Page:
Australia sends 330 extra troops to Iraq, but Tony Abbott won't rule out future Syria attacks
The first of more than 300 Australian troops will leave for Iraq on Wednesday on a two-year training mission that Tony Abbott says will not be "risk-free".
The Prime Minister also pointedly declined to rule out expanding Australian air strikes into Syria during his Tuesday morning announcement that cabinet had signed off on the deployment, under which about 330 Australian troops will train the Iraqi military at Taji base north of Baghdad.
"It's not a combat mission, but Iraq is a dangerous place … and I can't tell you that this is risk-free," Mr Abbott said.
The Australian troops, mostly drawn from the army's Brisbane-based 7th Brigade, will work alongside about 100 New Zealand soldiers. They will be fully deployed and operational by the middle of May, Mr Abbott said.
The mission was set for two years with a formal review after 12 months.
Mr Abbott said any decision on broadening Australian involvement beyond Iraq into neighbouring Syria was yet to be made.
"We've made no decision along those lines and we have no plans to extend our air campaign at this stage," Mr Abbott said.
But he added that he was "conscious" of the decision by Canada – which has deployed a very similar force to that of Australia – to expand its air strikes into Syria and said Australian refuellers and radar planes were already helping with other countries' strikes inside Syria.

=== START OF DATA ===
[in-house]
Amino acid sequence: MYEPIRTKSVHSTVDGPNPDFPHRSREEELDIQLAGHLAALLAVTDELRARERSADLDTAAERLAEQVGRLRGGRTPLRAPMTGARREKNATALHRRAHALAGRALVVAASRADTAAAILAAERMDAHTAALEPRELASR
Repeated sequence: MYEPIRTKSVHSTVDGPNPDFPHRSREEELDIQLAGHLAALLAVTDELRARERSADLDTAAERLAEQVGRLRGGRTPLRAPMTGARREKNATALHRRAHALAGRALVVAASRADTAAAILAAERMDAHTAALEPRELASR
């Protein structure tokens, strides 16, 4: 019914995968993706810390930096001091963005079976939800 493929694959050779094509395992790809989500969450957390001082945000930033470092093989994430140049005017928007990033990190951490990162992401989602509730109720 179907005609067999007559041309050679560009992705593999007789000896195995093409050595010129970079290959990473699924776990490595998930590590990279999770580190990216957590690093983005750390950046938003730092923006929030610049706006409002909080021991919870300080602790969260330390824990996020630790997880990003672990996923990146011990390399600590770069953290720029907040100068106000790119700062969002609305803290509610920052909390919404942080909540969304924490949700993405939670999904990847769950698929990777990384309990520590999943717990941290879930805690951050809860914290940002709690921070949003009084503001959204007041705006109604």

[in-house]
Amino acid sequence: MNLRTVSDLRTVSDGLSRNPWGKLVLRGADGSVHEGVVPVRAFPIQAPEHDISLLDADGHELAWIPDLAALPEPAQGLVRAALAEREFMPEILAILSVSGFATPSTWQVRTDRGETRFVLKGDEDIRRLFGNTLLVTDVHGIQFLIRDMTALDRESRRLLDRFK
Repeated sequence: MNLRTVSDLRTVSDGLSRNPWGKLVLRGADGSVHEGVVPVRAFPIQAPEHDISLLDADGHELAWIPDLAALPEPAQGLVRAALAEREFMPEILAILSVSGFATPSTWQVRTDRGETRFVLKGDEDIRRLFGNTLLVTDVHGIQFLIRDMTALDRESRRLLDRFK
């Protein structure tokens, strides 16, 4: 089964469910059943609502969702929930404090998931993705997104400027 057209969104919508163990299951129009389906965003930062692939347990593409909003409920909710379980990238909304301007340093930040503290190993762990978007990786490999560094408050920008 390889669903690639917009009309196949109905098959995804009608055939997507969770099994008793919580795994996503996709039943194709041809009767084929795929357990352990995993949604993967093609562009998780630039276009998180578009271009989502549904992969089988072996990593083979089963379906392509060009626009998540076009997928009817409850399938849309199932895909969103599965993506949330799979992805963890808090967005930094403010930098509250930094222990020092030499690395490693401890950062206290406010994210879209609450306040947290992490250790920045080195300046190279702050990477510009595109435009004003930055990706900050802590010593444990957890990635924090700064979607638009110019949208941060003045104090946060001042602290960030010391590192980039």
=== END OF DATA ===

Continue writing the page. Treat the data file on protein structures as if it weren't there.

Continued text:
The Australian training deployment meanwhile is likely to have to wrestle with one of the emerging complexities of the Iraq campaign to beat back the Islamic State terror group: the role of irregular Shiite militias in Iraq.
These militias have been doing some of the heaviest fighting and achieved some of the most significant gains against Islamic State on the ground. But they are backed by Iran – which is increasing the Shiite regional giant's influence in Iraq – and have been accused of atrocities themselves.
Western military planners are also concerned that the role of Shiite militias may drive more Sunnis into the arms of the Islamic State, also known as ISIL or Daesh, given the deep sectarian mistrust in the country.
These militias reportedly have a heavy presence around Taji and even may have access to the base where the Australians will be working. The Wall Street Journal reported at the weekend that some of the Iraqi soldiers being trained by American troops at Taji base are "moonlighting" with irregular militias on their days off.
Also last week, the Iraqi cabinet decided to bring some of the militias under the control of the Interior Minister, making them semi-official.
The Chief of the Defence Force, Air Chief Marshal Mark Binskin, praised this move as an effort to bring the militias under greater control.
"That was a move from the Iraqi government to understand that they needed to bring all forces under some structured command and control. Any time they do that, that's a good move," he said.
Mr Abbott added: "The stronger the Iraqi regular army is, the less likely it is that Shiite militia will play a continuing role the ultimate retaking of the country. So by strengthening the Iraqi Army, we are giving the Iraqi government a whole lot of options that it may not currently have."
Air Chief Marshal Binskin said the Australian forces had been exercising with their New Zealand counterparts to prepare for the training mission.
Defence Minister Kevin Andrews said the decision to deploy further Australian troops had not been "taken lightly" but was in the national interest because of the threat Islamic State posed to the Middle East and to Australia.